JS, History, 1838–1856, vol. D-1, created 4 July 1845–4 Feb. 1846 and 1 July 1854–2 May 1855; handwriting of , Robert L. Campbell, and ; 275 pages, plus 6 pages of addenda; CHL. This is the fourth volume of a six-volume manuscript history of the church. This fourth volume covers the period from 1 Aug. 1842 to 1 July 1843; the remaining five volumes, labeled A-1, B-1, C-1, E-1 and F-1, continue through 8 Aug. 1844.
History, 1838–1856, volume D-1, constitutes the fourth of six volumes documenting the life of Joseph Smith and the early years of the Church of Jesus Christ of Latter-day Saints. The series is also known as the Manuscript History of the Church and was originally published serially from 1842 to 1846 and 1851 to 1858 as the “History of Joseph Smith” in the Times and Seasons and Deseret News. This volume contains JS’s history from 1 August 1842 to 1 July 1843, and it was compiled after JS’s death.
The material recorded in volume D-1 was initially compiled under the direction of church historian , with the assistance of . After Richards’s death in 1854, continued work on the volume as the new church historian with Bullock’s continued help. The process adopted by Richards and Bullock involved Richards creating a set of rough draft notes and Bullock transcribing the notes into the volume along with the text of designated documents (such as letters and meeting minutes). George A. Smith followed a similar pattern, though he dictated the draft notes to Bullock and other scribes.
According to the Church Historian’s Office journal, finished the third volume of the series, volume C-1, on Thursday, 3 July 1845, in , Illinois. He began work on the fourth volume, D-1, the next day, beginning on page 1362 with the entry for 1 August 1842. (The pages in volumes A-1–E-1 were numbered consecutively.) Bullock continued work on the record, drawing upon ’s draft notes, until 3 February 1846—the day before D-1 and the other volumes were packed up in preparation for the Latter-day Saints’ exodus from Nauvoo. At that point he had reached page 1485 with the entry for 28 February 1843. Subsequently, apparently after the collection had arrived in Utah, Bullock added a brief comment beneath that entry: “end of W. Richard’s compiling[.] the books packed Feby. 4— 1846 in Nauvoo[.] Miles Romney— present. The records carried by T Bullock from Winter Quarters to G S L [Great Salt Lake] City in 1848.”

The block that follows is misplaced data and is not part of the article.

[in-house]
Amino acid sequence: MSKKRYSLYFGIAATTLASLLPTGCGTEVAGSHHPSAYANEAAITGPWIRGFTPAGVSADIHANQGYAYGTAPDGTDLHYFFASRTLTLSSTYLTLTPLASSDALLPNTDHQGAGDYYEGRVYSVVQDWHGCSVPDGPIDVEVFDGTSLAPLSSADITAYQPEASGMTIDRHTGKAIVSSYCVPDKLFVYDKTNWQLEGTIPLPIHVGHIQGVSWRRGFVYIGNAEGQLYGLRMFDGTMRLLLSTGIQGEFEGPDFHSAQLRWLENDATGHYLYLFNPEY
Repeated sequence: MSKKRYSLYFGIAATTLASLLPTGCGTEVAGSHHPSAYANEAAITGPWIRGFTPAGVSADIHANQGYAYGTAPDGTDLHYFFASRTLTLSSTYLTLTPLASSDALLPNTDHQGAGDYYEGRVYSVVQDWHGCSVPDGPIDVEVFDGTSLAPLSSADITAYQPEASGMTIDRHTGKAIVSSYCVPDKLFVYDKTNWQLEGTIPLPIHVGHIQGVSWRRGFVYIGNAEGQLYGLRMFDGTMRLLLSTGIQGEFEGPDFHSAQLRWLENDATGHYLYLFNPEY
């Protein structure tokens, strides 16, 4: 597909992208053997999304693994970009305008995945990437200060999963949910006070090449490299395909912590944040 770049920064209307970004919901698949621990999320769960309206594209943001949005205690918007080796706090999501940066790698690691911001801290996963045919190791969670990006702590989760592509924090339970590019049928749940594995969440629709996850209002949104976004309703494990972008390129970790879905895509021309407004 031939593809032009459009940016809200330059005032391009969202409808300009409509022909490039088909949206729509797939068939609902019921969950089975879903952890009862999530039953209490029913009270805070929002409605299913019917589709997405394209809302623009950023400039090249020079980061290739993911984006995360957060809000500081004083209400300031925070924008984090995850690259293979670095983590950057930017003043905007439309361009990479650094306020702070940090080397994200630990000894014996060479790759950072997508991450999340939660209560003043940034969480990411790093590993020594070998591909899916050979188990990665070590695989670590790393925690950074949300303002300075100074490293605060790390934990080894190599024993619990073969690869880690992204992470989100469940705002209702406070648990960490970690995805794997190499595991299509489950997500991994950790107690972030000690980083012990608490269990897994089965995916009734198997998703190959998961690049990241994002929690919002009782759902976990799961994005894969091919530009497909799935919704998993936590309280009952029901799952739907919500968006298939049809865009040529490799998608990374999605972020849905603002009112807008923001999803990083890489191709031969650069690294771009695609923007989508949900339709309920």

A notation at the top of page 1486 reports that “the books were unpacked in G. S. L. City by and . June 7. 1853. J[onathan] Grimshaw & Miles Romney present.” Vertically, in the margin, is a poignant epitaph: “Decr. 1 1853 Dr. Willard Richards wrote one line of History—being sick at the time—and was never able to do any more.” With Richards’s death on 11 March 1854, JS’s cousin was called to the office of church historian. The notation on the top of page 1486 acknowledges this change in officers, noting, “commencement of George A. Smith’s compiling as Historian. April 13. 1854[.] [C]ommenced copying July 1. 1854.” From mid-April to the end of June 1854, George A. Smith, in collaboration with Thomas Bullock, worked on the draft notes for the history before a new scribe, , resumed writing in D-1 on 1 July 1854, beginning with the entry for 1 March 1843.
continued transcribing intermittently into the late fall of 1854, when he was assigned other duties in the Historian’s Office. He had reached page 1546 with the entry for 5 May 1843. Work resumed in February 1855 in the hand of Robert L. Campbell, recently returned from a mission. He concluded volume D-1 on the morning of 2 May 1855 and began writing in E-1 that afternoon.
The 274 pages of volume D-1 contain a record of much that is significant in the life of JS and the development of the church he founded. Among these events are
• JS’s 6 August 1842 prophecy that the Saints would become a mighty people in the midst of the Rocky Mountains.